Topical valsartan speeds up healing in chronic wounds

John Murphy, MDLinx | November 03, 2017

A topical gel formulated from a medication commonly used for hypertension accelerated and improved healing when applied to chronic wounds in mice and pigs, researchers reported in a study published in the Journal of Investigative Dermatology.

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Gel for diabetic foot ulcers

A new gel, made from the hypertension drug valsartan, is in development for treating chronic wounds. (Photo: Johns Hopkins Medicine)

If validated in human clinical trials, the treatment could be used for diabetic foot ulcers, an increasing and costly health care problem. The researchers are hoping to eventually submit the treatment for approval from the US Food and Drug Administration (FDA).

“The FDA has not issued any new drug approval for wound healing in the past 10 years,” said the study’s first author Peter Abadir, MD, associate professor of medicine at Johns Hopkins University School of Medicine, Baltimore, MD. “Using medicines that have been available for more than 2 decades, we think we have shown that this class of medicines holds great promise in effectively healing chronic wounds that are prevalent in diabetic and aged patients.”

Normal wound healing involves complex biological signaling in which the renin-angiotensin system (RAS) plays a crucial role. The RAS furthers the inflammatory response, collagen deposition, and the transforming growth factor-beta (TGF-β) signaling necessary for wound healing. In contrast, dysregulation of RAS is implicated in abnormal wound healing in diabetic and older adults.

The researchers speculated that angiotensin receptor blockers—normally used for treating hypertension—might accelerate wound healing and collagen deposition via the TGF-β signaling pathway. They reformulated two angiotensin type 1 receptor blockers, losartan and valsartan, from oral formulations into topical gels. The investigators applied the gels directly to wounds on young diabetic and older nondiabetic mice, as well as older diabetic pigs.

They administered 5% topical losartan in three groups of diabetic mice corresponding to three different phases of wound healing:

Inflammatory phase: treatment up to day 3 post-wounding
Proliferative/remodeling phase: treatment starting on day 7 post-wounding
All phases of healing: treatment from day 1 until closure

Mice treated during the proliferative/remodeling phase had the fastest healing rate, the researchers found.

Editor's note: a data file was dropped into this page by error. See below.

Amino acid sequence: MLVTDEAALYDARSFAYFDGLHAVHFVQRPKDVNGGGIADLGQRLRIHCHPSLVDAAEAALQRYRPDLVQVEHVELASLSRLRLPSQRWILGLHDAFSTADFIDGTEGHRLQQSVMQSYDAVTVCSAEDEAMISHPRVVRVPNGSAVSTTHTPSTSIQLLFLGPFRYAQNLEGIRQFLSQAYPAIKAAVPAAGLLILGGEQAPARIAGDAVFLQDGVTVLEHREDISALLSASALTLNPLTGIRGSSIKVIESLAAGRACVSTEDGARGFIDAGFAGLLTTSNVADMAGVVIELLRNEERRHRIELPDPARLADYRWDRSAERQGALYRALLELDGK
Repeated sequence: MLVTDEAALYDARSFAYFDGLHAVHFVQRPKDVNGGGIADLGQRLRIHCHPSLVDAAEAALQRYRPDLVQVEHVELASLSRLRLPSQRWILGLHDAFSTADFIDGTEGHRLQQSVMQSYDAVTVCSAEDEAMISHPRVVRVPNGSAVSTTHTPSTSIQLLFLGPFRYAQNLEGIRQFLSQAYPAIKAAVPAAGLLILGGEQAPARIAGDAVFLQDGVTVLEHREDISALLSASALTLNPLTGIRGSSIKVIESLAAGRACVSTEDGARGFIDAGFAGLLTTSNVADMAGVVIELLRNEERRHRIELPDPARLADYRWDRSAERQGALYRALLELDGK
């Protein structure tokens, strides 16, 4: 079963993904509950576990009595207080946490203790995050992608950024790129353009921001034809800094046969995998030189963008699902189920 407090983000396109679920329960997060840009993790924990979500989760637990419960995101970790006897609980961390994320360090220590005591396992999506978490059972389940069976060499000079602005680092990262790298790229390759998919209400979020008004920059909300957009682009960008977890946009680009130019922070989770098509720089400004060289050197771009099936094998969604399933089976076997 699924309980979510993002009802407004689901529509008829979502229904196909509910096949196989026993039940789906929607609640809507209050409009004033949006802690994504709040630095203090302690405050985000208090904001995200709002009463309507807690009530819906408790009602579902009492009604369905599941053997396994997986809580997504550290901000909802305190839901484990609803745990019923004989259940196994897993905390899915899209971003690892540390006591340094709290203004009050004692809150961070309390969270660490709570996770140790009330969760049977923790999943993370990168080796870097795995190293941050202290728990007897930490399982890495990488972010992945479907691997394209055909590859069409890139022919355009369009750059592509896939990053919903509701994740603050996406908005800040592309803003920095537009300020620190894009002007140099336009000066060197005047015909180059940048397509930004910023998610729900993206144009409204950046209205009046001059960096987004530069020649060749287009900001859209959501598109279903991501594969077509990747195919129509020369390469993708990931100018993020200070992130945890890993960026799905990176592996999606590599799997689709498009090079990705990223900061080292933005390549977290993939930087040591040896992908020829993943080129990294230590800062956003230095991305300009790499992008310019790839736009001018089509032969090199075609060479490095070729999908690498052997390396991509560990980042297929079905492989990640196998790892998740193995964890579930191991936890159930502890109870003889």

Next, the researchers compared the efficacy of different concentrations of losartan gel (1%, 5%, and 10%) with comparable concentrations of valsartan gel (0.5%, 1%, and 5%), which they applied to diabetic mice during the proliferation/remodeling phase of wound healing.

Results showed that valsartan was more effective in accelerating wound healing than losartan, with no significant difference in healing time between any of the valsartan doses. Among all the agents, 1% valsartan had the greatest overall impact on total wound closure. However, 10% losartan was associated with worse wound healing, possibly due to toxicity from the higher dose, the researchers suggested.

Thick-skinned

Given that 1% valsartan showed the best overall results during the proliferation/remodeling phase in diabetic mice, the researchers tested its effects against placebo on wounds in older diabetic pigs. Pig skin has similar properties to human skin and is a good model of human wounds.

The investigators found that wounds treated with 1% valsartan gel showed faster closure rates than wounds treated with placebo gel. All 1% valsartan-treated wounds were closed by day 50, compared with none of the placebo-treated wounds. Also, no valsartan was detectable in the blood in the later part of the treatment course, indicating that the drug wasn’t absorbed systemically.

Lastly, the researchers investigated the impact of 1% valsartan gel on the quality, not just the speed, of wound healing by testing collagen content, tensile strength, and other histological changes in pig skin. They found that the accelerated wound healing rate in valsartan-treated skin was associated with significantly thicker epidermal and dermal collagen layers and a more organized collagen fiber arrangement than placebo-treated wounds.

The increased collagen deposition and improved collagen arrangement also resulted in significantly stronger skin with a higher tensile strength, “suggesting more resilience against wound dehiscence and recurrence, a highly relevant concern in diabetic patients,” Dr. Abadir and colleagues wrote.

A different approach

“Our strategy for specifically targeting the biology that underlies chronic wounds in diabetics and older adults differs greatly from other approaches to wound care thus far,” said senior author Jeremy Walston, MD, professor of medicine and co-director of the Biology of Healthy Aging Program at Johns Hopkins. “The topical gel likely enables a cascade of positive biological effects that facilitate and accelerate chronic wound healing.”

The investigators are readying clinical trials in humans. Dr. Abadir, Dr. Walston, and co-investigator Neal Fedarko, PhD, also of Johns Hopkins, filed an international patent application for their topical RAS blocker treatment for wound healing. They’ve licensed it to Gemstone Biotherapeutics, a Baltimore-based start-up company focused on developing treatments for advanced wound care.

“Hopefully, this medication will be available for public use in a few years, if further research bears out our results,” Dr. Walston said.

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